A Last Day of Disruptive Thinking and a Look Ahead
Friday at AIMExpo
New Product Central Presentations Exhibitor Portal Log-In Floor Plan and Exhibitor List MIC Member Benefits
Friday featured the last two Disruptive Thinking presentations, before lunch and the final few hours of the show. After that, it was time to begin moving out and start looking ahead to 2024.
Jared Burt, Cinnamon Kernes, Andy Leisner, and Andre Albert
Market ExpansionWhat Another Outdoor Industry is Doing
The motorcycle industry isn’t the only one looking to grow its market and reach new customers. Up on the main stage Friday morning was Andy Leisner, chief consumer officer for the Professional Association of Diving Instructors. He spoke about what the diving industry is doing and noted that there are similarities between riders and divers. Both have interest in outdoor adventure and both generally have above-average income.
Joining Leisner – a former pro road racer, Cycle World publisher, and MIC board member – were Cinnamon Kernes, MIC vice president of market expansion and events, and Andre Albert, MIC director of sales and marketing. Moderating the panel was Jared Burt of Herohub.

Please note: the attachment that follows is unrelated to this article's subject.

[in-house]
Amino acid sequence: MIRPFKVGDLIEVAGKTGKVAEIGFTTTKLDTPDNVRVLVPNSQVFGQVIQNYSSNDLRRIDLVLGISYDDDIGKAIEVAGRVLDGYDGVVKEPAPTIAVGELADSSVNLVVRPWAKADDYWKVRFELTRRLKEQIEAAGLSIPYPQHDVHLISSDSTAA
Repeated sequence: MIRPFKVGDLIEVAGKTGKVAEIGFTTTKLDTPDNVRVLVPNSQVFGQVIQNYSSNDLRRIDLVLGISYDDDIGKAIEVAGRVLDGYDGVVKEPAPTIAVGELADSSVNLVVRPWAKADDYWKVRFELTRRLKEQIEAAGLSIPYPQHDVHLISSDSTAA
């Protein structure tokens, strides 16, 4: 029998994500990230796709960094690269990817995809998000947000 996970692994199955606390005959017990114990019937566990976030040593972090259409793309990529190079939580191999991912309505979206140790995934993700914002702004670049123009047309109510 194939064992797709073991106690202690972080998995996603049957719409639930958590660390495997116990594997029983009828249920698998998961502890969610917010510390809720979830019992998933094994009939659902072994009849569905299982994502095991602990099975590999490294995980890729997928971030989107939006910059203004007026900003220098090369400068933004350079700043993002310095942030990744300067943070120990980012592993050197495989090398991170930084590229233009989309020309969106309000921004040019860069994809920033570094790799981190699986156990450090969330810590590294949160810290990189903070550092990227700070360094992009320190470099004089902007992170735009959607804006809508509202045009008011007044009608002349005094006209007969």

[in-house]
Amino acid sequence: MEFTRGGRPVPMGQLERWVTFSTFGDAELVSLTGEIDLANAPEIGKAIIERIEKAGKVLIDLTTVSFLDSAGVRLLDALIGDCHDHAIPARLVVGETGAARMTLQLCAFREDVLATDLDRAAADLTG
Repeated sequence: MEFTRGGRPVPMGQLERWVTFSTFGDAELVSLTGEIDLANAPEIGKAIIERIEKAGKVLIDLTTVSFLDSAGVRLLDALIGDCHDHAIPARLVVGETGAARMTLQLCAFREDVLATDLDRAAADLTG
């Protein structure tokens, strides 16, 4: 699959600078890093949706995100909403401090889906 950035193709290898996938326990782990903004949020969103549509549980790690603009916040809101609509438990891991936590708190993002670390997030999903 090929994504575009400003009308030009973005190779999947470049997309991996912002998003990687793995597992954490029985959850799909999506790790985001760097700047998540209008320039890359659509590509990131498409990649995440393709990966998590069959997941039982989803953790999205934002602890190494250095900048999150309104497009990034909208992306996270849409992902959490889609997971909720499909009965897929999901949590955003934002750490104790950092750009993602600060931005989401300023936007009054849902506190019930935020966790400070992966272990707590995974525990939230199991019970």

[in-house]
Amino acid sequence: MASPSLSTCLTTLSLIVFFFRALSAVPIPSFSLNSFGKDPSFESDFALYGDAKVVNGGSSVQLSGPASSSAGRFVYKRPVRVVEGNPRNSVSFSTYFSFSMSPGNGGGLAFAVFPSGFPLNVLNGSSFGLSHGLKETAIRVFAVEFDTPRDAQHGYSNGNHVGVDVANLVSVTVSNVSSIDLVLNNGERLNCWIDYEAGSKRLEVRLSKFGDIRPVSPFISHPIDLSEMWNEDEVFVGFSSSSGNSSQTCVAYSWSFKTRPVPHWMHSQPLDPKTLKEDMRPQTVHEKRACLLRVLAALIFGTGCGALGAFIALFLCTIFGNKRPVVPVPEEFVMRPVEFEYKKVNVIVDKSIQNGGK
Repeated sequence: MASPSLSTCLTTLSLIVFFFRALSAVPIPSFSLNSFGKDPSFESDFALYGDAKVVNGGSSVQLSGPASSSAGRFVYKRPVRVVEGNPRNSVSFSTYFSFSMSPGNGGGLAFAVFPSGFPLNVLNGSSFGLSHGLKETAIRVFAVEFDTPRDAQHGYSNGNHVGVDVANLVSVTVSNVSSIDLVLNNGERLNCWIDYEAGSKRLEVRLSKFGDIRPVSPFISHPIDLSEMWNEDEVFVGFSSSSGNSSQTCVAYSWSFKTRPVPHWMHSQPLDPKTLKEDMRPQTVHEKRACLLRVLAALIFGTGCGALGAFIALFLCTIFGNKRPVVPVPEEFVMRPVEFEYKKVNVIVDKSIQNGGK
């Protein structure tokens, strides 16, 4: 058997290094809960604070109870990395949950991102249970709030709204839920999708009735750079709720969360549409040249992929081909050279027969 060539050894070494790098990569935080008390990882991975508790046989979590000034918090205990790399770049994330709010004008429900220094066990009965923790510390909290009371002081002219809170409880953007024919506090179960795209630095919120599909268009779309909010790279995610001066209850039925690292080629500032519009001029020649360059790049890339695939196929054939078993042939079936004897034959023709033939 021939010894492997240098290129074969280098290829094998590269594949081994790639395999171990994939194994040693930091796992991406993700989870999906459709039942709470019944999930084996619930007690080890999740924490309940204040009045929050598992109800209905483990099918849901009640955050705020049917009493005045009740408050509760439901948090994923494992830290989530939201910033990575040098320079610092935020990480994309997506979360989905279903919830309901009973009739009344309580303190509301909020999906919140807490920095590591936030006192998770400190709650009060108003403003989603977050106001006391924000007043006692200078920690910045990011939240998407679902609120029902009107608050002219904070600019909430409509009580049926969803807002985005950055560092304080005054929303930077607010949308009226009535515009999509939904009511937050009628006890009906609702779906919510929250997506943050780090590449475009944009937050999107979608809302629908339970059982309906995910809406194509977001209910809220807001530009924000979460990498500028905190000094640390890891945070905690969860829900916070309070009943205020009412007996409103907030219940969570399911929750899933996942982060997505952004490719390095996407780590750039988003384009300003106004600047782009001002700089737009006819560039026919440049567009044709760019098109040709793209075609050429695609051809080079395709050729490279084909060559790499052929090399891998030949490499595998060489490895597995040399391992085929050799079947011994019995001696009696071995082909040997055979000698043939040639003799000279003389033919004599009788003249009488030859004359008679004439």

“PADI is a unique organization,” Leisner said. “We’re sort of like the MSF, and we’re sort of like the MIC, and we’re sort of like an OEM. The dive center is like a motorcycle dealership. They sell…all the gear but they also do the training in-house. It’s like if we had an MSF instructor at every motorcycle dealer in the country.”
Among the challenges, he said, is that there aren’t oceans everywhere for enthusiasts to dive, so the diving industry has to make some special efforts to reach potential customers.
“My job has been to come in and develop our relationship with the consumer,” Leisner said. “We spent the better part of four months basically analyzing our audiences. Who are the people most likely to come over? We focused on…young, Gen Z, outdoors oriented…interested in conservation.”